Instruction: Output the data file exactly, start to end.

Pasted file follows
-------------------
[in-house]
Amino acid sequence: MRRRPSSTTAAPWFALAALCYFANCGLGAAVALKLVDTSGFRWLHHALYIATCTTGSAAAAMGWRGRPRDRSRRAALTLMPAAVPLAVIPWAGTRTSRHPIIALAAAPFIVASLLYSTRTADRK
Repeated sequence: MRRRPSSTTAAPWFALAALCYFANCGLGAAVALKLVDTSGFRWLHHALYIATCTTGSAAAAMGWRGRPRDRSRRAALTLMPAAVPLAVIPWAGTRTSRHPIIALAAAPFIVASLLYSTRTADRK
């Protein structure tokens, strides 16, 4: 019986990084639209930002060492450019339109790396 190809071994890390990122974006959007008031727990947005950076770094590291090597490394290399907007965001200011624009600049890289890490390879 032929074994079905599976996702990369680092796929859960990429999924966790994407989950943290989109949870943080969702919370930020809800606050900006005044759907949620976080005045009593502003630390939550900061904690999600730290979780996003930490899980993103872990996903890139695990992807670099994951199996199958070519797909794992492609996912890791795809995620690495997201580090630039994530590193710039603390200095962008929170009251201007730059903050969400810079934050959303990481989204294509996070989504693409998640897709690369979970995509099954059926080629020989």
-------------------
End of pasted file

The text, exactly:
[in-house]
Amino acid sequence: MRRRPSSTTAAPWFALAALCYFANCGLGAAVALKLVDTSGFRWLHHALYIATCTTGSAAAAMGWRGRPRDRSRRAALTLMPAAVPLAVIPWAGTRTSRHPIIALAAAPFIVASLLYSTRTADRK
Repeated sequence: MRRRPSSTTAAPWFALAALCYFANCGLGAAVALKLVDTSGFRWLHHALYIATCTTGSAAAAMGWRGRPRDRSRRAALTLMPAAVPLAVIPWAGTRTSRHPIIALAAAPFIVASLLYSTRTADRK
């Protein structure tokens, strides 16, 4: 019986990084639209930002060492450019339109790396 190809071994890390990122974006959007008031727990947005950076770094590291090597490394290399907007965001200011624009600049890289890490390879 032929074994079905599976996702990369680092796929859960990429999924966790994407989950943290989109949870943080969702919370930020809800606050900006005044759907949620976080005045009593502003630390939550900061904690999600730290979780996003930490899980993103872990996903890139695990992807670099994951199996199958070519797909794992492609996912890791795809995620690495997201580090630039994530590193710039603390200095962008929170009251201007730059903050969400810079934050959303990481989204294509996070989504693409998640897709690369979970995509099954059926080629020989």